Everywhere you look, the signs of economic malaise are hurting not only average Americans, but the neediest as well. And as the economy suffers, so do charities. Despite a slight uptick in 2010, 2.1% in inflation adjusted dollars, total charitable giving is still well off its levels before the recession, according to the Giving USA Foundation and the Center on Philanthropy at Indiana University.

The total charitable contributions for American individuals, corporations and foundations rose to $290.89 billion in 2010 from $280.30 billion in 2009, the organization said in June. But those slight increases come off huge drops in 2008 and 2009 that were the worst in 40 years. The foundation's contribution figures show a 3.5% decline in 2008 and a 6.5% decline in 2009.

The two-year estimated change from 2008 to 2010 is negative 3% in current dollars. Charitable giving by individuals has declined 1% over the last two years, while bequest giving has declined 27.1% and giving by foundations saw a 2.9% decline.

Meanwhile, state and federal budget cuts are having a chilling effect on organizations that aid the homeless, the elderly and the sick, not to mention cultural organizations. Massachusetts and other states have seen their funding for AIDS health services slashed by the feds. Michigan, facing a budget gap, is considering getting rid of $200 deductions for individuals ($400 for couples) to give to community foundations, food banks and public radio. In Rhode Island, social services charities helping the disabled and the elderly say they are hurting from state spending cuts. In Minnesota, funding has been rerouted for homelessness programs, meaning certain nonprofits are losing grants.

And arts funding in particular has been slashed in many states. In August, The New York Times reported that 31 states have cut their arts budgets for fiscal 2012, and there's been a 42% drop in arts aid over the last ten years.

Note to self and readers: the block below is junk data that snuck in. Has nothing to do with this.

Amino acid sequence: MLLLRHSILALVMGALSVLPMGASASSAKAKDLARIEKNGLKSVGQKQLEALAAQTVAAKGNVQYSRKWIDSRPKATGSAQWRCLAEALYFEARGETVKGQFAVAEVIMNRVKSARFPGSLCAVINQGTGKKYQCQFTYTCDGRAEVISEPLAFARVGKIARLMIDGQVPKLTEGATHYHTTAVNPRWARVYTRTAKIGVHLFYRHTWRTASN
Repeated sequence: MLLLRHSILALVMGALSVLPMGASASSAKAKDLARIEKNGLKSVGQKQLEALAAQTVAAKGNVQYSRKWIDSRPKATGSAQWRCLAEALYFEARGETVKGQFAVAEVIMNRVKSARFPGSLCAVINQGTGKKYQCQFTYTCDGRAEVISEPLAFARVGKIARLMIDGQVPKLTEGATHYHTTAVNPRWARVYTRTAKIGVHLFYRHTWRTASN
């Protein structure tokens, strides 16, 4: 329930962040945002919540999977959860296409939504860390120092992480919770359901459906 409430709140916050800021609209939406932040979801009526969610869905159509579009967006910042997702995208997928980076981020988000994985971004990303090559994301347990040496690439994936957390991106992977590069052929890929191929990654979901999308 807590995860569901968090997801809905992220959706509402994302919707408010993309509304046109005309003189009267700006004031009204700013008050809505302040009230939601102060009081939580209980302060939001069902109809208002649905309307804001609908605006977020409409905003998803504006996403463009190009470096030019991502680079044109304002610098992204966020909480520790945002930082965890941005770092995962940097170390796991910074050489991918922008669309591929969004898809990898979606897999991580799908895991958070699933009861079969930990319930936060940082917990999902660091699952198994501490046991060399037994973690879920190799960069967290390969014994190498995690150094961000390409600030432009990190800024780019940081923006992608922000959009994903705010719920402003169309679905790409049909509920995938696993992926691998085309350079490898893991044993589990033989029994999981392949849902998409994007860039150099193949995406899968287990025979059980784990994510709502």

The Gates Foundation captured the general sour mood for charities when it told the Chronicle of Philanthropy that it had cut back on grant making for 2010.

But there's also a silver lining to that: The software mogul's foundation is so big, that if it were removed, foundation giving actually rose for the year. And charitable giving by individuals, who by far and away make up the most in philanthropic dollars, rose by 2.7% in 2010 from the year before.

It's not so much that giving is rapidly declining so much as it is changing, says Daniel Connolly, the director of development at Quality Services for the Autism Community in New York City. While his organization, QSAC gets most of its money from the government, Connolly has also worked with other organizations helping AIDS patients, and he has seen the battle for dollars.
"I think money from corporations has been on the decline," says Connolly. "But giving from foundations and the high-net-worth community and individuals has not only recovered, but that community really got together and filled in the gaps for what government and corporations [weren't giving]. The big foundations, Ford and Rockefeller, got together when the market declined several years ago and said we have to collectively help, so our endowment can decline somewhat, but it's important to provide the safety net that we had long been providing."

Connolly also said that the reason many charities are struggling is that there are many more competing for the pool of dollars. "If you look at the nonprofit field in the past 15 years, you see a staggering increase in the number of nonprofits dedicated to serving the same field. Now there's 300, where ten years ago, for the exact same mandate, there were 30."

And those charities who haven't stepped up their fund-raising acumen are those most at risk, says H. King McGlaughon, the new chief executive officer of Foundation Source, a firm that offers services to 1,000 client foundations. According to McGlaughon, who until recently led philanthropic efforts at Wells Fargo and Wachovia, charitable contributions in the U.S. have continued to hover around $300 billion every year because giving is still a core value of Americans. But he acknowledges that the last 18 months have seen erratic giving as donors ride out the stock market rollercoaster.